Linda May Han Oh: Walk Against Wind (Biofilia)

Bassist May Han Oh is a young superstar — she is playing with Pat Metheny and Dave Douglas, yet the best music she's making is her own. The quintet assembled for her fourth date is similarly young and thrilling, with Ben Wendel on saxophone, Matthew Stevens (recently with another astonishing bassist, Esperanza Spalding), Justin Brown on drums, and Fabian Almazan on piano. The composing featured here is mature and wide-ranging, and it leaves gaping spaces that make the music airy but wise. For pure appeal and warmth, Walk Against Wind is likely to be on heavy rotation for years.


Steve Coleman's Natal Eclipse: Morphogenesis (Pi)

Coleman is making some of the best music of his striking career lately, and this recital is fascinating: based on the motions of boxing yet recorded without a drummer. Despite this absence, the music grooves, swings, pulses, and jumps at every turn. Coleman's collaborators remain impressive: Jonathon Finlayson on trumpet, Matt Mitchell on piano, Jen Shyu on vocals, and many more. But the star is Coleman's ability to weave lines, textures, and rhythms into a tapestry that is always moving and reflecting back on itself. This is among Coleman's most beautiful records, full of melody and joy.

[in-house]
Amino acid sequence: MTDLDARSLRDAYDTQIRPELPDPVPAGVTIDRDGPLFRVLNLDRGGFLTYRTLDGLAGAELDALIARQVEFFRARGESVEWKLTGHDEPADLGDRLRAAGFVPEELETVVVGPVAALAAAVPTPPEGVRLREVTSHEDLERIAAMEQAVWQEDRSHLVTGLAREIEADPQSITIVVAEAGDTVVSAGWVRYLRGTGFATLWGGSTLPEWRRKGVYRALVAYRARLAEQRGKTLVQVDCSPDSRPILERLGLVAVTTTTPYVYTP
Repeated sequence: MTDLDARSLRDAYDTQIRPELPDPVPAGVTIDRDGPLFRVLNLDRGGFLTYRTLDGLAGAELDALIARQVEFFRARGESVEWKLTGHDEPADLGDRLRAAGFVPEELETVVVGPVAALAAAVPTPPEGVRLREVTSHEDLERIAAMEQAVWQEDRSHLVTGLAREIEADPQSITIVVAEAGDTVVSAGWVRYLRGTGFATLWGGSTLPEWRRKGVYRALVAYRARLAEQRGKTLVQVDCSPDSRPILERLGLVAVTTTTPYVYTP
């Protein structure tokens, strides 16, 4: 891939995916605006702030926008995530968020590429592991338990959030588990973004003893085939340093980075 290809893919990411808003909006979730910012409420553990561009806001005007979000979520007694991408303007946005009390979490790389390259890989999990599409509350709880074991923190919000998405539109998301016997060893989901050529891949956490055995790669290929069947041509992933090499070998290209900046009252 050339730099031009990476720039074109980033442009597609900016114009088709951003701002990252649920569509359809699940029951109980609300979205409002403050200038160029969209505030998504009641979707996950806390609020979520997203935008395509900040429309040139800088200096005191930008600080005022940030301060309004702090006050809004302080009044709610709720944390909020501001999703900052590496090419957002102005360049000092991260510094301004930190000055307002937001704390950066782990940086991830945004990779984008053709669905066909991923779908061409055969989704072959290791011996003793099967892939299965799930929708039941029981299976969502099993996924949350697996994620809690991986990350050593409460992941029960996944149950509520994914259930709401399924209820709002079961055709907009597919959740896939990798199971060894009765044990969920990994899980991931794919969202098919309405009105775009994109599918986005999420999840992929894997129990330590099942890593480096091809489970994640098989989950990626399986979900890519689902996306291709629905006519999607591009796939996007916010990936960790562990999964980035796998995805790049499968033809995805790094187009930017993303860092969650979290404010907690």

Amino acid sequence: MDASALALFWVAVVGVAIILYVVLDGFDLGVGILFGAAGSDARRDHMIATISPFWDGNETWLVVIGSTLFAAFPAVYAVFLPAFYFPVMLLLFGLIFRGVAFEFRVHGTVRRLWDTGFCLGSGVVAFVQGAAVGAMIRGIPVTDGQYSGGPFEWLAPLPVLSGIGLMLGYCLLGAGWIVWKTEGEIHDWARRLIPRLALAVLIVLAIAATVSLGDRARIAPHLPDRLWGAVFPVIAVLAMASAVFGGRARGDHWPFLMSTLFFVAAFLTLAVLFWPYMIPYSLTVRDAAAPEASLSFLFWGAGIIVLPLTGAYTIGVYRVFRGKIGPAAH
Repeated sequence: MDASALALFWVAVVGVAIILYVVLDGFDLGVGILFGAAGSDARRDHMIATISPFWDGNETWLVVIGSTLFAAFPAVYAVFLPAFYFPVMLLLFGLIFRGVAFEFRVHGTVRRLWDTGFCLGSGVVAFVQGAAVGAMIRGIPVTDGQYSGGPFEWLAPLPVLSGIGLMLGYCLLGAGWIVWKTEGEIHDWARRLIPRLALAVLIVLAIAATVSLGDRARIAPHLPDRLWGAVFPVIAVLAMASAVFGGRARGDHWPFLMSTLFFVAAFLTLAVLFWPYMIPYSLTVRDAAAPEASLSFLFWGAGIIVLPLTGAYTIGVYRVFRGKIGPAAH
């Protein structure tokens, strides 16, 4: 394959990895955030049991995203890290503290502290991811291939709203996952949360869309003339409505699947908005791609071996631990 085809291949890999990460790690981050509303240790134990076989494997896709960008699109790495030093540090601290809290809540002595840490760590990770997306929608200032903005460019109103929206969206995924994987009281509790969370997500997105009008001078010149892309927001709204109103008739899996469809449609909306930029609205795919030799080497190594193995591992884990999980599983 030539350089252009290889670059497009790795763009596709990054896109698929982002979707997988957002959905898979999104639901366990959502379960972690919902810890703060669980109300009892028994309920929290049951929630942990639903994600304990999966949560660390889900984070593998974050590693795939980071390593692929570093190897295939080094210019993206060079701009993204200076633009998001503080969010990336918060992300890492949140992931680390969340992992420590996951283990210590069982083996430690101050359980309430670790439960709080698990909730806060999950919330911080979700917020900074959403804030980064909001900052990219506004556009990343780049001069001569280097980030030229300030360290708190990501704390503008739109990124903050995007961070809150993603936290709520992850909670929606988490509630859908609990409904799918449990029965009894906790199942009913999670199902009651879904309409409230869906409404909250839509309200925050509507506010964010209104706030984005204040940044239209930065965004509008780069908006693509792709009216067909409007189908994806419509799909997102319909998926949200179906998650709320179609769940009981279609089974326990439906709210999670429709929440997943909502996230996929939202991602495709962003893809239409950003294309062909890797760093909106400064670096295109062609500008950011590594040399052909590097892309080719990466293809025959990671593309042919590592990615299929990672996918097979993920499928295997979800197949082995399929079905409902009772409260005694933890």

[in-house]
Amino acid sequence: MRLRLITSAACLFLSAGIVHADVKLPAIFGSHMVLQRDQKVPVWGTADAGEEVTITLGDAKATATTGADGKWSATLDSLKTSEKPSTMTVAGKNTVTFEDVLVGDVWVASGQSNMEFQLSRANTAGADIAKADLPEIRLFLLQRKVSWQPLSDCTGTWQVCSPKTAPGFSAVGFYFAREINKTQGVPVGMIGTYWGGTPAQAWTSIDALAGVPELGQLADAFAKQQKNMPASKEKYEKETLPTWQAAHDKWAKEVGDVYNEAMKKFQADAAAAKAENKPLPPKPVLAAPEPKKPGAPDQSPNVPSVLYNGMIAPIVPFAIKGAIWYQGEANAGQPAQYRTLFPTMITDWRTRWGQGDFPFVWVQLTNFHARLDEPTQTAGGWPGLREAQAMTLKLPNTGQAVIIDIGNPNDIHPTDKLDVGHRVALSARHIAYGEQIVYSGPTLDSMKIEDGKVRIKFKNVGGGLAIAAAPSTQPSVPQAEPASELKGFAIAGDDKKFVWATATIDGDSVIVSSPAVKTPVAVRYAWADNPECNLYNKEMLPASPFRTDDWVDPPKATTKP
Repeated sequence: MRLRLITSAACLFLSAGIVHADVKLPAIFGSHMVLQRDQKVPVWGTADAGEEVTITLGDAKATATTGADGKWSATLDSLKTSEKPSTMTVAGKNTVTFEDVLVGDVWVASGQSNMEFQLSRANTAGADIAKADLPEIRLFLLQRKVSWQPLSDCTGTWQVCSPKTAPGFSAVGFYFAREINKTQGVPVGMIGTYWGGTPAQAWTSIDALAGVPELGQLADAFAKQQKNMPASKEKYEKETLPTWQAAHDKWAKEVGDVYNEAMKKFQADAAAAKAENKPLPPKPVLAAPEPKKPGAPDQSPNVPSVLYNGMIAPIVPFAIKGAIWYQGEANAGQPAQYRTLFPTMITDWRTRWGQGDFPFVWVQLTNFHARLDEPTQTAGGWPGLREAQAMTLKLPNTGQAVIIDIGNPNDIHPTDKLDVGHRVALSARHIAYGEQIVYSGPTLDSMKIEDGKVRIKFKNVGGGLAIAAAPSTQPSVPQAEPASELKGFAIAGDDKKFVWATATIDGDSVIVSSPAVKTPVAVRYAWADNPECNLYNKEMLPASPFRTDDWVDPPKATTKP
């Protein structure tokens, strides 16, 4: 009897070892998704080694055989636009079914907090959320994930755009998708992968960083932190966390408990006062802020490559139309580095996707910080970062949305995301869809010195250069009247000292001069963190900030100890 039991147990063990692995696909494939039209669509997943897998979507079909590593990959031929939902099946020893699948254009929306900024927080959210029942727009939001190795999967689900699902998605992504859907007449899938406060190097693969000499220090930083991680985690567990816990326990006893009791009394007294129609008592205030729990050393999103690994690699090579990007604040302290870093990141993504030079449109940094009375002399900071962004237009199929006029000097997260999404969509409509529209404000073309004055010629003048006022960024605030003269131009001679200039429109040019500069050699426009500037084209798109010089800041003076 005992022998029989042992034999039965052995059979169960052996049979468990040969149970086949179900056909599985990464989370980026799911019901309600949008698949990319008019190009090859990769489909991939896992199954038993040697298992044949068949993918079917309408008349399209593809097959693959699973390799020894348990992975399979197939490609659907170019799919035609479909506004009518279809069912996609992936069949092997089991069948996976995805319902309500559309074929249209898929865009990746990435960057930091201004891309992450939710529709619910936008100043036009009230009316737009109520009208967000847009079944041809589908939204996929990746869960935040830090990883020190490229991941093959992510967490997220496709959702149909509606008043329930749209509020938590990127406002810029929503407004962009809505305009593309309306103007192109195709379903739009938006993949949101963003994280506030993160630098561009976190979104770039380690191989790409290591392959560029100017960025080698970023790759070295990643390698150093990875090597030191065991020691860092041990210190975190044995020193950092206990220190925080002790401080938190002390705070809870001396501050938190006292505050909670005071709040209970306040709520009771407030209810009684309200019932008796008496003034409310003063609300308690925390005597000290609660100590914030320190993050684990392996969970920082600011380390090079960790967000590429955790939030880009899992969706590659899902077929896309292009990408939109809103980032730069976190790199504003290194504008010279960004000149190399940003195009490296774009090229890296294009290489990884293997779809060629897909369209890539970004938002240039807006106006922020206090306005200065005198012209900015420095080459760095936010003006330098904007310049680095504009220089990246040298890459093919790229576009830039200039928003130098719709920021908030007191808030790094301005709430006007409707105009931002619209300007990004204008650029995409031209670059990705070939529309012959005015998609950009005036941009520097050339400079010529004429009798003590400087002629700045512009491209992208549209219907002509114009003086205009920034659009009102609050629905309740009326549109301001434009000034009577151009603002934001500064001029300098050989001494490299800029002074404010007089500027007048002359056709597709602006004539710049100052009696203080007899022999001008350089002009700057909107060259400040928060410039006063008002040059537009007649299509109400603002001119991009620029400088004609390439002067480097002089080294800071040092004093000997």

Vijay Iyer: Far From Over (ECM)

This is a record that we were waiting for from a musician who has done so much in the last 20 years. Finally, Iyer has recorded with horns, building a jazz sextet that occasionally reminds you of the Jazz Messengers but much more often follows in the footsteps of Herbie Hancock's too-little-lauded Mwandishi group. Graham Haynes is a revelation on cornet and flugelhorn, with Mark Shim playing tenor and Steve Lehman on alto. In the rhythm section Iyer leans on his trio-mates Stephan Crump (bass) and Tyshawn Sorey (drums). The result is funky, subtle, gorgeous, blues-drenched, electric, pastel, everything. My only wish is that we could hear these tunes stretched for longer improvisations. When's the tour, Professor Iyer?